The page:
A Blog by Jonathan Low


Sep 10, 2019

'Everything As A Service' Is Coming: But We're Not Quite There Yet

Just another way to lock customers further in - and pocket some additional revenue. JL

Rob Pegoraro reports in ars technica:

Today's leading edge IT pushes toward automated deployment of everything from bare-metal servers to "containerized" workloads, juggling the networking and storage and system-management support and cloud providers have started to drop their infrastructure into their customers' data centers. Even the definition of "cloud" versus "on-premises" has gotten foggy, thanks to private cloud options. One Web portal makes everything just a service that can be managed like cloud instances. Cloud providers and IT vendors are starting to shape this vision
For the past decade, information technology and cloud computing vendors have increasingly pushed the virtualization and abstraction of every possible part of IT infrastructure further and further, turning what used to be things you bought and paid for into services that you subscribe to. First there was software as a service, and then compute and infrastructure as a service, then platforms as a service, and now even storage and databases as a service. The "private cloud" brought the same models into enterprise data centers. And the "hybrid cloud" blew the data center walls out and mixed everything together. But managing each decoupled element of this brave new world of randomly distributed infrastructure has become increasingly complex. Arguably, it hasn't really changed the business of running enterprise IT as much as it has made things complex in new ways.
But what if there was an "as a service" to fix that, too?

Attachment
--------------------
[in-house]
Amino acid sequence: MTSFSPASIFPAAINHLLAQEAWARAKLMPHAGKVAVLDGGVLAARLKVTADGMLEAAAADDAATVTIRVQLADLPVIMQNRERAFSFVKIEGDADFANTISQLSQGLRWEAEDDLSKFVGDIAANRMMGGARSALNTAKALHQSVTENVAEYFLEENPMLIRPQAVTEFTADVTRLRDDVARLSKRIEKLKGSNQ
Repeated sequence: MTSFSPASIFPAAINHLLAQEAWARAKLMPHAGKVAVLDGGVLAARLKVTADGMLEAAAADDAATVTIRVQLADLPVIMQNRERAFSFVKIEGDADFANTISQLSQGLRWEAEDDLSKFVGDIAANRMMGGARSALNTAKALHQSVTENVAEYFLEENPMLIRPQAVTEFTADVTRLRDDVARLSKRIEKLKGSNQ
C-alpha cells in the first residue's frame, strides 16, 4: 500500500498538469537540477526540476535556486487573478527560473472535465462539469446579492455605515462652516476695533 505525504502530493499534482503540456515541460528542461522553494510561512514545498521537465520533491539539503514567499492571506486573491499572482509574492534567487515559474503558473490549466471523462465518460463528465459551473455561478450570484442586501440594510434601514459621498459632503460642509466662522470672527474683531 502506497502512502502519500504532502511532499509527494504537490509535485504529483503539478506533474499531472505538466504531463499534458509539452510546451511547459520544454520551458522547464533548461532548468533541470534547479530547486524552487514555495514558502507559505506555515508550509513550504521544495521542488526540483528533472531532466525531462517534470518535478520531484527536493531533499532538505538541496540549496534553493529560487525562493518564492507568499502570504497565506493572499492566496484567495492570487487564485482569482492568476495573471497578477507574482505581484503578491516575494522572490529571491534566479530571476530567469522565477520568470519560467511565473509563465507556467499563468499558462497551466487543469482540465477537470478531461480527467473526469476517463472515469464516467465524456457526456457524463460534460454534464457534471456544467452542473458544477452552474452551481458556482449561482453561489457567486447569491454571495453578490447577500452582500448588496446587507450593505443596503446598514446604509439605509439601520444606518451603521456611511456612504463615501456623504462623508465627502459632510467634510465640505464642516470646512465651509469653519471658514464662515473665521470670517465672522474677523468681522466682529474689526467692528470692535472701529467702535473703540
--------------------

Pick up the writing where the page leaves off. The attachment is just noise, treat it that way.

Today's leading edge of enterprise IT pushes further toward automated deployment of everything from bare-metal servers to "containerized" workloads, juggling the networking and storage and system-management support through one portal or another, even internally, and cloud providers have started to drop not-so-little outposts of their infrastructure into their biggest customers' data centers. Even the definition of "cloud" versus "on-premises" has gotten foggy, thanks to such private cloud options as Microsoft's Azure Stack and Google's Anthos that let enterprise clients move cloud resources back into local data centers.
It's tempting to believe that all of these could be put behind one Web portal that makes everything just a service that can be managed like cloud instances—scaled up and down on demand with a monthly bill (or charge-back). So cloud providers and major enterprise IT vendors are starting to try to shape this vision to their particular strengths—and some vendors may actually succeed.
We did it, you guys—we found the cloud.
Enlarge / We did it, you guys—we found the cloud.
Mischa Keijser / Getty Images